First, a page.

Post-Traumatic Stress Disorder
Photo Credit: Truthout.orgFrightening, overwhelming or traumatic experiences can have a strong impact on your mind and emotions, especially if these experiences are life-threatening.
Post-Traumatic Stress Disorder, or PTSD, is an anxiety disorder and is one of many psychological reactions you can have to a traumatic event like an accident, sexual assault, violence, a natural disaster, war or torture. PTSD can be distressing and have negative consequences for your health and wellbeing. PTSD symptoms cover three main areas: intrusive memories, avoidance and heightened arousal.
Getting help for PTSD. PTSD is treatable and usually requires treatment from a mental health professional. The sooner a person is treated for PTSD, the better. If left untreated, PTSD can become a chronic disabling mental health disorder. Your local medical doctor can be a good place to start if you're experiencing PTSD symptoms. A doctor can also help manage some of these symptoms.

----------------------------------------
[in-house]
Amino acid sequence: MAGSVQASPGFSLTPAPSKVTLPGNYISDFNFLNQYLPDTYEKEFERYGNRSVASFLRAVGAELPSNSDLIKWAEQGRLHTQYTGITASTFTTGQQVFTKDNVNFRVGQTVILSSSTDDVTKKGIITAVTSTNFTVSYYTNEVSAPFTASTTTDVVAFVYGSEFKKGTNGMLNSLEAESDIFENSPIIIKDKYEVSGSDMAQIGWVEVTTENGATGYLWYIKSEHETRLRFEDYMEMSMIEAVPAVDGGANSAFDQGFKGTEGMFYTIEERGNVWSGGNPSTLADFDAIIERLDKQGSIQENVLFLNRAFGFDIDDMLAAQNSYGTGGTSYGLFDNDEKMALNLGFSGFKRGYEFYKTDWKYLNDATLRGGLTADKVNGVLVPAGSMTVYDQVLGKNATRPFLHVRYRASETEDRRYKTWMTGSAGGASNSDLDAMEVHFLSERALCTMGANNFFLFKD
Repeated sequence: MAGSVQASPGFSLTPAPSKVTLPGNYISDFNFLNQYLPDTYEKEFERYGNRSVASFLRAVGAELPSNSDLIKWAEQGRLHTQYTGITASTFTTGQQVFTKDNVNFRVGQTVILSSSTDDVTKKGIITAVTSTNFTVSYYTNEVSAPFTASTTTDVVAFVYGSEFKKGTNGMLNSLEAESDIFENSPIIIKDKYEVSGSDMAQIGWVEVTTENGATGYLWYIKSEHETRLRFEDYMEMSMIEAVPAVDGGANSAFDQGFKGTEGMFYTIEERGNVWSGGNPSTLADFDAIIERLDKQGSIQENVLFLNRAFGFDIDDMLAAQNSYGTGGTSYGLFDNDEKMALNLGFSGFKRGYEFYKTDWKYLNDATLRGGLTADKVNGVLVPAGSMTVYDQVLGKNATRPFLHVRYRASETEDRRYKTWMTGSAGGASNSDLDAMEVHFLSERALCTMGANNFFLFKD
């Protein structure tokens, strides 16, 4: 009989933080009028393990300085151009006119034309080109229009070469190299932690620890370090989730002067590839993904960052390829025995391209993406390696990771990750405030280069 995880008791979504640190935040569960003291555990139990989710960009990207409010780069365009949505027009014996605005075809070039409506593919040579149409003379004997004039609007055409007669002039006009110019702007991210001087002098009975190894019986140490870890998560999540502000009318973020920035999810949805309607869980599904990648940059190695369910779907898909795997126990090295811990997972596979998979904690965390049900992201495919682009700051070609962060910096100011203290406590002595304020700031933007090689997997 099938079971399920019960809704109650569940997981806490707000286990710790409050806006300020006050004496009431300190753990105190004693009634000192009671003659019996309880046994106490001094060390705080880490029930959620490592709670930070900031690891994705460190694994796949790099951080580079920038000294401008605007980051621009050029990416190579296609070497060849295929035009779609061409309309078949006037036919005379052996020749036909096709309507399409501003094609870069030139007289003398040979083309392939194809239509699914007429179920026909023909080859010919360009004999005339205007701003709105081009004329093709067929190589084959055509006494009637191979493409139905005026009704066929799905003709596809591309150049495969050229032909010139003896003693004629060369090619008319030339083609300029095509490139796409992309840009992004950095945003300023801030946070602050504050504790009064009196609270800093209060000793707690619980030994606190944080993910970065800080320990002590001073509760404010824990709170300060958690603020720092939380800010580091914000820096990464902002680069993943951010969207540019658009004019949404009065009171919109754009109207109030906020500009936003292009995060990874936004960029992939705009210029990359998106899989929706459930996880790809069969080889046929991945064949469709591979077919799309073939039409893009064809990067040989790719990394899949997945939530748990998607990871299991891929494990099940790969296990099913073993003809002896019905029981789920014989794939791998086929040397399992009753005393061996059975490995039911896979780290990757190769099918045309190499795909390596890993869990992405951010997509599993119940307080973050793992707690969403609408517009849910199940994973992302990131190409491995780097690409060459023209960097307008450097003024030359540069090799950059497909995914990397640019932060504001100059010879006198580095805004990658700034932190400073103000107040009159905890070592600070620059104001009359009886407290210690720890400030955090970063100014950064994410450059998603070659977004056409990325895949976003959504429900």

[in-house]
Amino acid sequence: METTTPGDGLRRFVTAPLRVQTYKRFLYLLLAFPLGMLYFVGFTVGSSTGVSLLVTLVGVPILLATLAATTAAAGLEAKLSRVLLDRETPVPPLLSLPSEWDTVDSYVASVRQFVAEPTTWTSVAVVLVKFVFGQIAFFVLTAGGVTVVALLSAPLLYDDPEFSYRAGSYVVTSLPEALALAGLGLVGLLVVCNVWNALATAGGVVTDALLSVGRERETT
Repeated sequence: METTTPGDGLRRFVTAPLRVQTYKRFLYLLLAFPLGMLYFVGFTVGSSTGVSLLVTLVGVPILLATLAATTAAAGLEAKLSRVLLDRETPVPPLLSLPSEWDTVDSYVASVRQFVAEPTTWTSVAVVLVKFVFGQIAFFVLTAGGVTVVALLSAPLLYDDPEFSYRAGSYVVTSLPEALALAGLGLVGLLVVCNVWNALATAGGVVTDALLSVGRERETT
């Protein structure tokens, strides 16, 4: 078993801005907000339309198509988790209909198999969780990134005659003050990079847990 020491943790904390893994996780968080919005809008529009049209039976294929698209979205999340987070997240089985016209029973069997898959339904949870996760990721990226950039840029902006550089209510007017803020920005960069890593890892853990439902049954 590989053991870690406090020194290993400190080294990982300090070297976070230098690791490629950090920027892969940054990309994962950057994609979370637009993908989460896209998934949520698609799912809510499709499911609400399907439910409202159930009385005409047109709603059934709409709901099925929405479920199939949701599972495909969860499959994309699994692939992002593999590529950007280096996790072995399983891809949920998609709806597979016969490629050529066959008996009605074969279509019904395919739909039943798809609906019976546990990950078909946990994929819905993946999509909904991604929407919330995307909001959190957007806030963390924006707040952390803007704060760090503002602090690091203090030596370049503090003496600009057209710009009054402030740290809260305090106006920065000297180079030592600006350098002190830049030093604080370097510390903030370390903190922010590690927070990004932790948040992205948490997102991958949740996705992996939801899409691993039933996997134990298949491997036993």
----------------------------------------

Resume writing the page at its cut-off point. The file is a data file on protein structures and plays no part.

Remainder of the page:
Dealing with memories. Talking about the traumatic event helps people confront what has happened to them.
Lifestyle. Even though you might not feel like it, taking care of yourself physically can help you deal with the emotional aspects of PTSD. Remember to exercise, eat well and go easy on drugs and alcohol. You might also want to try and get your body into a routine— like eating and sleeping on a regular schedule—to help you get some structure and security back into your life.
Acknowledgement: This fact sheet was originally developed by youth and staff at ReachOut.com, a website that helps teens get through tough times.